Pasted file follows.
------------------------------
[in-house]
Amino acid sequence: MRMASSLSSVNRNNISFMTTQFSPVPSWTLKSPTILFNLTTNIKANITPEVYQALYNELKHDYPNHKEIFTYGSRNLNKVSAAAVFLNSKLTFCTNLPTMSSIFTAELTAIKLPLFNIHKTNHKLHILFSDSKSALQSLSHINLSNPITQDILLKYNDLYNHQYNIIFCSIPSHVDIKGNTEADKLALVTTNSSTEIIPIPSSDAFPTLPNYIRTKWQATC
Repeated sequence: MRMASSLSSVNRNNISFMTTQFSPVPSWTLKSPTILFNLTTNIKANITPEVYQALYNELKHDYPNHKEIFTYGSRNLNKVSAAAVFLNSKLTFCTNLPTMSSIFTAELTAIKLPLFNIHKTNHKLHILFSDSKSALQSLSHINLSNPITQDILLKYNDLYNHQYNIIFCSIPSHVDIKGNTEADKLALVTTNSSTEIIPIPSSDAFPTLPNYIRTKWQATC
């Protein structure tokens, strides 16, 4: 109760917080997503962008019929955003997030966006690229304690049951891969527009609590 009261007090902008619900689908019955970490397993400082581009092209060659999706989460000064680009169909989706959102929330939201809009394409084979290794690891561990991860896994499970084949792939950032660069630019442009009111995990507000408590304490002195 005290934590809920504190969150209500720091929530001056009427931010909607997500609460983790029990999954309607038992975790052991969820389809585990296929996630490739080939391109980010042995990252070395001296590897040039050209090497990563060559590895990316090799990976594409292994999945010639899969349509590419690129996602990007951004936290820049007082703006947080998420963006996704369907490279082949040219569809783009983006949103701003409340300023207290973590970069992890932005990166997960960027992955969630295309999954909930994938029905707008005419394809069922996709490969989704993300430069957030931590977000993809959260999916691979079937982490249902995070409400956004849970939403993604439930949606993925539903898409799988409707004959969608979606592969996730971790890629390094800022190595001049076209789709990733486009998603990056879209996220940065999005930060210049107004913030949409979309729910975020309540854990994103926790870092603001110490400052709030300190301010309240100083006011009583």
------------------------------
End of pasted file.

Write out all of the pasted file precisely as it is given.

[in-house]
Amino acid sequence: MRMASSLSSVNRNNISFMTTQFSPVPSWTLKSPTILFNLTTNIKANITPEVYQALYNELKHDYPNHKEIFTYGSRNLNKVSAAAVFLNSKLTFCTNLPTMSSIFTAELTAIKLPLFNIHKTNHKLHILFSDSKSALQSLSHINLSNPITQDILLKYNDLYNHQYNIIFCSIPSHVDIKGNTEADKLALVTTNSSTEIIPIPSSDAFPTLPNYIRTKWQATC
Repeated sequence: MRMASSLSSVNRNNISFMTTQFSPVPSWTLKSPTILFNLTTNIKANITPEVYQALYNELKHDYPNHKEIFTYGSRNLNKVSAAAVFLNSKLTFCTNLPTMSSIFTAELTAIKLPLFNIHKTNHKLHILFSDSKSALQSLSHINLSNPITQDILLKYNDLYNHQYNIIFCSIPSHVDIKGNTEADKLALVTTNSSTEIIPIPSSDAFPTLPNYIRTKWQATC
């Protein structure tokens, strides 16, 4: 109760917080997503962008019929955003997030966006690229304690049951891969527009609590 009261007090902008619900689908019955970490397993400082581009092209060659999706989460000064680009169909989706959102929330939201809009394409084979290794690891561990991860896994499970084949792939950032660069630019442009009111995990507000408590304490002195 005290934590809920504190969150209500720091929530001056009427931010909607997500609460983790029990999954309607038992975790052991969820389809585990296929996630490739080939391109980010042995990252070395001296590897040039050209090497990563060559590895990316090799990976594409292994999945010639899969349509590419690129996602990007951004936290820049007082703006947080998420963006996704369907490279082949040219569809783009983006949103701003409340300023207290973590970069992890932005990166997960960027992955969630295309999954909930994938029905707008005419394809069922996709490969989704993300430069957030931590977000993809959260999916691979079937982490249902995070409400956004849970939403993604439930949606993925539903898409799988409707004959969608979606592969996730971790890629390094800022190595001049076209789709990733486009998603990056879209996220940065999005930060210049107004913030949409979309729910975020309540854990994103926790870092603001110490400052709030300190301010309240100083006011009583």